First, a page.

Ring in the New
Tisch Center for the Arts
Ludwig van Beethoven: String Quartet #3
Maurice Ravel: String Quartet
Dmitri Shostakovich: String Quartet #9
Tokyo String Quartet
Generally considered the greatest chamber music group since the advent of the recording, the Budapest String Quartet devolved from an ensemble consisting of four Hungarians into a quartet of all Russian Jews. The sound of the quartet changed dramatically during the process and the resulting chamber superstars were actually criticized during the 1940’s for being too perfect. A similar metamorphosis has been going on for some years within the Tokyo String Quartet as the influence of the legendary Hideo Saito fades with time and personnel changes. Recently additions have included Mikhail Kopelman, for many years the first violinist of the Borodin Quartet, and now this year Clive Greensmith, the recent first chair cellist of the Royal Philharmonic. Actually only one member remains from the original quartet formed in the 1960’s and I have in my mind’s ear a very different sound memory from the quartet’s early residency at the Yale Summer Music Series at Norfolk, Connecticut. A further major change is that the players have now abandoned their Amatis for a special set of Strads known as the "Paganini Quartet" and will begin soon to record with these delicate instruments.
The Beethoven performance was remarkable for its anthropomorphic aping of an actual conversation. More than once the audience reacted viscerally to the subtle humor of holding a mirror up to ourselves as this essay on communication, still very much under the influence of Haydn, was allowed to flourish before us. The overall sound was certainly beautiful but there were a couple of grating combinations of the two violins which kept the performance from the exceptional category.
More deeply satisfying was that gorgeous Ravel. I was struck by the Messiaenic concept of the beauty of the moment being much more important than the development in this sublimely liquid tone painting. Like the music of another Frenchman, Pierre Boulez, there were frozen instants that stand out in the aural recollection so movingly intense as to defy description. Again, however, there were a number of intonation problems more endemic of a much longer work and ultimately this is just laziness on the part of the group. Their attention span seemed to be somewhat limited (violist Kazuhide Isomura actually let his fingers hit two other different strings during a simple exit at one point) and perhaps they are still learning to play as a unit. The tres lent movement was truly beautiful (thanks to Mr. Isomura and his incredible solos) but still fell a little apart at the very end. So close and yet…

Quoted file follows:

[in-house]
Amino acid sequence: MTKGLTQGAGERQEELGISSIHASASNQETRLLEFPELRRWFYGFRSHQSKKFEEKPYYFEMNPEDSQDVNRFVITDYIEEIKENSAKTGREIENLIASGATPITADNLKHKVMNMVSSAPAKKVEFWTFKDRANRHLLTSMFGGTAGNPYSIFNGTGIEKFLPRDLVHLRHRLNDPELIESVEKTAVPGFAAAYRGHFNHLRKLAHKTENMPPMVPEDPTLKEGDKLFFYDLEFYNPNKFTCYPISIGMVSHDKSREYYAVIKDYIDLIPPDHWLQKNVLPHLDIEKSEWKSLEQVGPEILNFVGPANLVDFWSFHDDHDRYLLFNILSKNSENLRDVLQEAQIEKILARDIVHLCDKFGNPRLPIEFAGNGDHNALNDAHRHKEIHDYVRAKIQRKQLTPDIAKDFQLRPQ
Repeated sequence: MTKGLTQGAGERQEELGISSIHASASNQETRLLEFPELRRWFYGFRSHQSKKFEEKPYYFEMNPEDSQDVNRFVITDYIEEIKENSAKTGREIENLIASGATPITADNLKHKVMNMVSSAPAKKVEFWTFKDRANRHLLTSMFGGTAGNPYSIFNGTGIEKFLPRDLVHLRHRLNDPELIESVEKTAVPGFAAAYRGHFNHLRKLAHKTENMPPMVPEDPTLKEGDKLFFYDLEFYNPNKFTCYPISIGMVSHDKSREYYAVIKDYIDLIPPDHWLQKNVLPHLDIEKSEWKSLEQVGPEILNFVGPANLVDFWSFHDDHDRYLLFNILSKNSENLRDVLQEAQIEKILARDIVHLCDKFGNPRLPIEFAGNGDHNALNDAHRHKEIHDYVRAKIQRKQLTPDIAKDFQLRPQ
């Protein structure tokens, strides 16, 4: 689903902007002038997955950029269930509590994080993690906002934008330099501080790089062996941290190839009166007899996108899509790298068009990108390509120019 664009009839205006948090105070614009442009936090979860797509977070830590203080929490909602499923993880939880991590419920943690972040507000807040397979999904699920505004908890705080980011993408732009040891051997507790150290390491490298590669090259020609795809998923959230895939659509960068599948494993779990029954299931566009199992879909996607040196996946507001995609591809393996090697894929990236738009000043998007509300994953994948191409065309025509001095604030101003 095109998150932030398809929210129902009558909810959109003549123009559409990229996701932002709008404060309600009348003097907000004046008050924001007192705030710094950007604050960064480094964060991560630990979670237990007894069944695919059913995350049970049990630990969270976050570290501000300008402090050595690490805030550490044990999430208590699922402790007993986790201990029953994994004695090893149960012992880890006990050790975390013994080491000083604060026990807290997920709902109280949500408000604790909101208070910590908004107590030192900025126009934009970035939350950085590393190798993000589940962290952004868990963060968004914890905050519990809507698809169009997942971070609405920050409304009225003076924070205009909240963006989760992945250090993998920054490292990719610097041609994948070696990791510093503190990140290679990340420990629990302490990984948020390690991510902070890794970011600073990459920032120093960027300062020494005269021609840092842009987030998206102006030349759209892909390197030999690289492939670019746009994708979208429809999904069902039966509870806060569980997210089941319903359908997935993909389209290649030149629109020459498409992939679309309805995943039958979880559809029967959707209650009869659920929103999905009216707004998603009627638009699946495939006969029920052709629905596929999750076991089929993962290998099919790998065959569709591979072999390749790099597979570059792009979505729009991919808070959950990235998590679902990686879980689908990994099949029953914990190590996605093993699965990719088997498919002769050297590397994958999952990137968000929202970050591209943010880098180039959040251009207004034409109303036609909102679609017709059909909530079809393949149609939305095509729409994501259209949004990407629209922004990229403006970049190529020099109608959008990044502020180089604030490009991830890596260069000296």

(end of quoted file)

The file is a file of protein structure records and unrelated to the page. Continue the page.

A strange choice to my thinking was the Shostakovich. Much less intense than its immediate predecessor, the 9th quartet seems to be almost a watered down imitative work, written during a period of tiredness and artistic paralysis. There is a ghostly reference to the William Tell Overture which always gets a reaction from the crowd, but I would have thought that the 8th would have showcased this group’s potential for intensity much more strongly. Shostakovich wrote most of the quartets in one gigantic burst and the quality varies considerably (the Emerson are doing them all later this season).
Overall a satisfying but sparsely attended affair, the concert was videotaped for performance on PBS and the ticket sellers grouped us all together to convey the appearance of a much larger crowd. I only hope that the slovenliness of these obviously extremely talented musicians is only a temporary effect of growing pains and not a sign of things to come. Certainly there is no danger of accusing these men of being too perfect. Perhaps they need to settle in for a while and remember their roots.
Frederick L. Kirshnit